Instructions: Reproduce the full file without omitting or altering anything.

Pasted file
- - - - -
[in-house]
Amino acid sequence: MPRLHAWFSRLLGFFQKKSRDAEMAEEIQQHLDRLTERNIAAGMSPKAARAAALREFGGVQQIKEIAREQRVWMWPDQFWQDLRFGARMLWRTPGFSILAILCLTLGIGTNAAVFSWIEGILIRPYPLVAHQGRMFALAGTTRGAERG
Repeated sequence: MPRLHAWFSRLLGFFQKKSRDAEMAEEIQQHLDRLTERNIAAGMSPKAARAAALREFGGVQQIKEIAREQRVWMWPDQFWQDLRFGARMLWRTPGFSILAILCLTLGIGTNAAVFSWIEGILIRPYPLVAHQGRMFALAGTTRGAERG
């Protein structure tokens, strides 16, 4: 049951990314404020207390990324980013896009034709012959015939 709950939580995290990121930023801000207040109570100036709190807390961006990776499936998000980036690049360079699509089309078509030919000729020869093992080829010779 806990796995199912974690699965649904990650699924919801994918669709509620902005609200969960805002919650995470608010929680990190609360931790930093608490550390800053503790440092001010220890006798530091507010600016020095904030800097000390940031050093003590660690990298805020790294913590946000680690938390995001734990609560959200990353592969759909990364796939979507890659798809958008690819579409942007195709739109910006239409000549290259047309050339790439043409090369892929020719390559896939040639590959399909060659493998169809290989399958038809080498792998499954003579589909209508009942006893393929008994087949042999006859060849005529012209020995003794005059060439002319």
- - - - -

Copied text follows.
[in-house]
Amino acid sequence: MPRLHAWFSRLLGFFQKKSRDAEMAEEIQQHLDRLTERNIAAGMSPKAARAAALREFGGVQQIKEIAREQRVWMWPDQFWQDLRFGARMLWRTPGFSILAILCLTLGIGTNAAVFSWIEGILIRPYPLVAHQGRMFALAGTTRGAERG
Repeated sequence: MPRLHAWFSRLLGFFQKKSRDAEMAEEIQQHLDRLTERNIAAGMSPKAARAAALREFGGVQQIKEIAREQRVWMWPDQFWQDLRFGARMLWRTPGFSILAILCLTLGIGTNAAVFSWIEGILIRPYPLVAHQGRMFALAGTTRGAERG
């Protein structure tokens, strides 16, 4: 049951990314404020207390990324980013896009034709012959015939 709950939580995290990121930023801000207040109570100036709190807390961006990776499936998000980036690049360079699509089309078509030919000729020869093992080829010779 806990796995199912974690699965649904990650699924919801994918669709509620902005609200969960805002919650995470608010929680990190609360931790930093608490550390800053503790440092001010220890006798530091507010600016020095904030800097000390940031050093003590660690990298805020790294913590946000680690938390995001734990609560959200990353592969759909990364796939979507890659798809958008690819579409942007195709739109910006239409000549290259047309050339790439043409090369892929020719390559896939040639590959399909060659493998169809290989399958038809080498792998499954003579589909209508009942006893393929008994087949042999006859060849005529012209020995003794005059060439002319």